- Clumps—Chimps eat a wide variety of fruit throughout the year, but only eat one or two species of fruit at one time. So they might eat apples one day then oranges the next. So, they may eat what is “in season” or what is available. Many plants fruit seasonally, or even just for a few days, so the chimps eat what is available. There are a few continually fruiting plants, but they are rare, even in the tropics, so the chimps choose what is available.
- Meat–Although we focused on fruits and plant foods, chimps do eat meat, and are considered omnivores, just like their closely related cousins, humans. Chimps favor eating seven kinds of primates, including their favorite, red colobus monkeys along with three other mammal species. However, only 3% of the average chimp diet comes from meat. Given the availability of high energy plant foods, the energy expenditure required to acquire mammalian food probably is too high unless it’s easily obtained.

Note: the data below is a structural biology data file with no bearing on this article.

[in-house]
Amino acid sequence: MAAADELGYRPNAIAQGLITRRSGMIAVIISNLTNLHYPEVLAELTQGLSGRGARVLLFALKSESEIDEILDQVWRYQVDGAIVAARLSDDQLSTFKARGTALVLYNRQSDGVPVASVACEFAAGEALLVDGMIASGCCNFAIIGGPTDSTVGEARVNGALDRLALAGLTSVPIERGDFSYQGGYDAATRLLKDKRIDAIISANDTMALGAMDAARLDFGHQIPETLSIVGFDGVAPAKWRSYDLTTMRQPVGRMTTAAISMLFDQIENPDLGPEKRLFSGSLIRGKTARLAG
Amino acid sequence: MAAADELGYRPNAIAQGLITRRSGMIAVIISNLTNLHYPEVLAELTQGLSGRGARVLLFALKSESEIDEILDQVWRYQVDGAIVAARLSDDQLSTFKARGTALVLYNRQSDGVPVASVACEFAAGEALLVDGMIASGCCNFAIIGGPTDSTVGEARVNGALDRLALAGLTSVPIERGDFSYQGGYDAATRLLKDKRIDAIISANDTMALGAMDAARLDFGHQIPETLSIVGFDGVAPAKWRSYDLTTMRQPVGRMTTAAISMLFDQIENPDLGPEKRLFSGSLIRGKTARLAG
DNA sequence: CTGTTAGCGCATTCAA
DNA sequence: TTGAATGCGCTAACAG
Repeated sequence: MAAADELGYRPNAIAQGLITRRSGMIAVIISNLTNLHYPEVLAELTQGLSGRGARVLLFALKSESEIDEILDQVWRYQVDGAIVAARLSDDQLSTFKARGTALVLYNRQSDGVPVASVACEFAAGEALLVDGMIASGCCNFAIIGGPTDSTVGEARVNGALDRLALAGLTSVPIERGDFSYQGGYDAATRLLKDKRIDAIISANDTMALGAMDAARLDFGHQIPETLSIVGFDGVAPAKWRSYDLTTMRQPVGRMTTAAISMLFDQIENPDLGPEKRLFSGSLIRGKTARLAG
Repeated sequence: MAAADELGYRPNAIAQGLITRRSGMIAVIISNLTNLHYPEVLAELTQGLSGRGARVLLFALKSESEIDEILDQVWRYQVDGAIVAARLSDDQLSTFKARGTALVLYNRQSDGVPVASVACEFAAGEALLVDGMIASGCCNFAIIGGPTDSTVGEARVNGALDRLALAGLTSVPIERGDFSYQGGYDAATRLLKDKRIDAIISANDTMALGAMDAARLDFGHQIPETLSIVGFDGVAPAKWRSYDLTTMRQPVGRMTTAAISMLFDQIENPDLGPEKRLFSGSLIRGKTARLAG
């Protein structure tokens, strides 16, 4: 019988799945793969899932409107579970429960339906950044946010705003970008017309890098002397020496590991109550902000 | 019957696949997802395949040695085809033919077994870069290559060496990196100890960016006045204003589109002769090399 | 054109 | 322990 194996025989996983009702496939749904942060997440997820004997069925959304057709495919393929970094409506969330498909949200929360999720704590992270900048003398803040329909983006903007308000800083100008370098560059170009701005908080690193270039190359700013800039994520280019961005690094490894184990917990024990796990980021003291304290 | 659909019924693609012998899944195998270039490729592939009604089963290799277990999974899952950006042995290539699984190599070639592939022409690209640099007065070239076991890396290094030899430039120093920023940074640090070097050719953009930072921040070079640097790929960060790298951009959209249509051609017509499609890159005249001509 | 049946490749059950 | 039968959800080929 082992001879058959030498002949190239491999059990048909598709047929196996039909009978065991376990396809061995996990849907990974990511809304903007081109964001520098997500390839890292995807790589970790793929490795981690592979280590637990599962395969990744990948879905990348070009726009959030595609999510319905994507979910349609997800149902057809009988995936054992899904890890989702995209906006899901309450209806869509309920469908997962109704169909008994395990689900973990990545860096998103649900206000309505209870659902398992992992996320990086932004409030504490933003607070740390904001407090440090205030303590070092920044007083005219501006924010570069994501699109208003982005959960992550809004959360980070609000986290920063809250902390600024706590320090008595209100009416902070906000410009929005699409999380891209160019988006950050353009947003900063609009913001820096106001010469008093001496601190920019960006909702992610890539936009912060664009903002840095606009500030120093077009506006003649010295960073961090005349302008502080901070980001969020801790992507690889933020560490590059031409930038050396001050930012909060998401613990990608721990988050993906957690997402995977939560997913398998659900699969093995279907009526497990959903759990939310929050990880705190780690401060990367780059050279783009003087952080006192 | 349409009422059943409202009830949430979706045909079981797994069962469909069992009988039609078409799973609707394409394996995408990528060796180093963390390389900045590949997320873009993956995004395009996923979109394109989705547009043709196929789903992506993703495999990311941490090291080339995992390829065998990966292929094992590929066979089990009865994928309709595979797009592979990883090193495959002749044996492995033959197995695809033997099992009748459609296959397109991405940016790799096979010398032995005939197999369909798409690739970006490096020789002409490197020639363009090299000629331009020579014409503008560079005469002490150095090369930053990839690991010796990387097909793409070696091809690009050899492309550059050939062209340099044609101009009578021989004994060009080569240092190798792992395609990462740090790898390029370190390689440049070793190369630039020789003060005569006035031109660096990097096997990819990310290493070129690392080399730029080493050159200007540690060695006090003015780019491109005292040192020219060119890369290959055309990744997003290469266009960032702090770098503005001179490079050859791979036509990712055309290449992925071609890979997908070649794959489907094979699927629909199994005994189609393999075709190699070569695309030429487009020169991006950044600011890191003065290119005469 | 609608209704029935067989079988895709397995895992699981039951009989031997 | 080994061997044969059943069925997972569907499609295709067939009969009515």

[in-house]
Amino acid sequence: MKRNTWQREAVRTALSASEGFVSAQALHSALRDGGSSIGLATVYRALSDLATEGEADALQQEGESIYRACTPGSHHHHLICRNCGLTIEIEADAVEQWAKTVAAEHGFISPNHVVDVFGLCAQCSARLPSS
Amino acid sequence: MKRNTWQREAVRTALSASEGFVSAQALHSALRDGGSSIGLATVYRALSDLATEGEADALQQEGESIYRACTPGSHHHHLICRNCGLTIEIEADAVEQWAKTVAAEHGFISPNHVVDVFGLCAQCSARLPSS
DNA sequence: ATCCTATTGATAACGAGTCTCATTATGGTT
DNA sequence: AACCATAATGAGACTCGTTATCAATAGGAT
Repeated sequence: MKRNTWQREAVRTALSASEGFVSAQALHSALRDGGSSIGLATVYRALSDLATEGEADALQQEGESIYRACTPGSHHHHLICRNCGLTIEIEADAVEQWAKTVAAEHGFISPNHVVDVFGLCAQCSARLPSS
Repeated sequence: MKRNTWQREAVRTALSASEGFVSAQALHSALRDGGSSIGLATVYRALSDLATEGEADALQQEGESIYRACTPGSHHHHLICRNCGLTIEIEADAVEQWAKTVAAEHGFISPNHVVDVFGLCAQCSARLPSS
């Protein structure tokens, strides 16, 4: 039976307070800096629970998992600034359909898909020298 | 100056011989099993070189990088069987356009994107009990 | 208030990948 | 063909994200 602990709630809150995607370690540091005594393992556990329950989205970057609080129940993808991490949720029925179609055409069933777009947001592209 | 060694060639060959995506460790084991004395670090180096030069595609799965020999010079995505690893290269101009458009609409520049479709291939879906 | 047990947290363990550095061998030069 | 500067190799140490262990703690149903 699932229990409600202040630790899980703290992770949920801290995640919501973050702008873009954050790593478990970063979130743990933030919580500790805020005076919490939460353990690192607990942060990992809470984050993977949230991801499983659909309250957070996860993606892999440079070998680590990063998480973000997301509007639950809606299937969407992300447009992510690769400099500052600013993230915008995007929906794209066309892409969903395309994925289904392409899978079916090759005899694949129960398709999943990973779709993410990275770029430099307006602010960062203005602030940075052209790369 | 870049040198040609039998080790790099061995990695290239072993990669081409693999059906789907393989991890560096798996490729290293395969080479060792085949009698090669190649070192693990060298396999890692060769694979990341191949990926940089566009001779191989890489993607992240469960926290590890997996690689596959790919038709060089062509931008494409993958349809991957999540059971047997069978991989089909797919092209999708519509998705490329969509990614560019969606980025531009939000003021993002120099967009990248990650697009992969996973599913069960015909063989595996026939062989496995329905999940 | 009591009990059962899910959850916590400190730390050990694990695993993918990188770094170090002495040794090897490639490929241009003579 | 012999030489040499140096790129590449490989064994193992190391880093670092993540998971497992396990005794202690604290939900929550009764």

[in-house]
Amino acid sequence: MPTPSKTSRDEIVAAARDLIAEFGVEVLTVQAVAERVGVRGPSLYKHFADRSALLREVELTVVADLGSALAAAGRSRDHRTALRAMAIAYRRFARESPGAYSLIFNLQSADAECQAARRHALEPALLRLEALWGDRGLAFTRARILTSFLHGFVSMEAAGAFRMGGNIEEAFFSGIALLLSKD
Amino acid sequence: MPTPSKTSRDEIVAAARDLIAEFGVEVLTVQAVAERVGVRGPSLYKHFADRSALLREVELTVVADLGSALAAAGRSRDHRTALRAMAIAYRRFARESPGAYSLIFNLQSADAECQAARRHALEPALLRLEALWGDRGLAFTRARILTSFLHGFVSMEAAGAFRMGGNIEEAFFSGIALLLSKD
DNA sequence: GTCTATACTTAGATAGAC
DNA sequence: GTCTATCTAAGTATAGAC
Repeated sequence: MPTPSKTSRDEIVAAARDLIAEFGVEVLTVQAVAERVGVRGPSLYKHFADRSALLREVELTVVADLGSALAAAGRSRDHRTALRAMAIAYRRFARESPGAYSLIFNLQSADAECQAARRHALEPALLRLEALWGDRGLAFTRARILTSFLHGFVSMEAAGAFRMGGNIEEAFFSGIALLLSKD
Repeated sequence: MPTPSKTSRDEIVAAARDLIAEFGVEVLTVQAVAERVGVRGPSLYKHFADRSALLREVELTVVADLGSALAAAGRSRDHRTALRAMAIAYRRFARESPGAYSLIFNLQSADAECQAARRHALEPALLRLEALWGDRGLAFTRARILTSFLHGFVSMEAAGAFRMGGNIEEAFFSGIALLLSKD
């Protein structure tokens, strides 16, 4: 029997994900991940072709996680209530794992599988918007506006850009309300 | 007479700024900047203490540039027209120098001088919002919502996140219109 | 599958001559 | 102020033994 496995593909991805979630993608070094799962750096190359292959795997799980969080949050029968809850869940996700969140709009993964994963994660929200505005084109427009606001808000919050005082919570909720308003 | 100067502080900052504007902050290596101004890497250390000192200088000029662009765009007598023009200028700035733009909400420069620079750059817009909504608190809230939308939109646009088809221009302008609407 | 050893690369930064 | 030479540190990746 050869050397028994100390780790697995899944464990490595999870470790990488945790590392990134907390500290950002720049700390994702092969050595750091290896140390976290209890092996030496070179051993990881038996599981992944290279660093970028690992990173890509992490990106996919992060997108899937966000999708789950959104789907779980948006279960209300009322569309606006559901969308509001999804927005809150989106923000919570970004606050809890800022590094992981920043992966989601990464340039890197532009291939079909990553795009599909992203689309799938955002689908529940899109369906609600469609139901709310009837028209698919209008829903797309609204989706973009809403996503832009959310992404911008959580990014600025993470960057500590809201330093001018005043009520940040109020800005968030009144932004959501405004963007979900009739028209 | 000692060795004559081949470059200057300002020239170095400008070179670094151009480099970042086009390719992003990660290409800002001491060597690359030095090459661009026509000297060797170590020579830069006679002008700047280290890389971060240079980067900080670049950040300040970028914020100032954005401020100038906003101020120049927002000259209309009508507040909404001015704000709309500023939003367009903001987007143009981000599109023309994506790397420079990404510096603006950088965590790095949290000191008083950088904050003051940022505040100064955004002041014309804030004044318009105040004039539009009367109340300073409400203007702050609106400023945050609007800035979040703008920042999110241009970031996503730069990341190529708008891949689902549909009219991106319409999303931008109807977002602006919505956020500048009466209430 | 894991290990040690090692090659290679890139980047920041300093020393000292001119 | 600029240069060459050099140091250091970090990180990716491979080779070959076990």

- Variety—One of the myths of our ancestral diets is that our ancestors ate some imagined ideal diet for their bodies. The observation of the chimp diet is that there isn’t an ideal diet, and they eat what they find. Even though figs are a significant portion of their diet, when they find no figs, they don’t eat figs, and change to something else. Some chimps eat more mammal meat than others, if that meat is available, not because of some evolutionary advantage to do so. The authors determined that although some species must eat a specific mix of foods to survive; chimps (and man) are not one of those species.
- Termites and ants (and their chitin)—Some chimps are good at eating termites, honey bees and driver ants. It’s unclear if chimps have any special ability to digest the chitin (exoskeleton of insects), but insects do have a lot of energy content. Again, chimps seem to have a broad choice in foods, and eat almost anything that is available.
- Other–Chimps at Kibale ate dirt. Gorillas eat wood and the occasional stone. No one knows why they do this, but it to the apes of Kibale National Park, it’s good stuff. So, if you want to have an ancestral diet, apparently you have to open your mind to food sources that aren’t just plants and animals.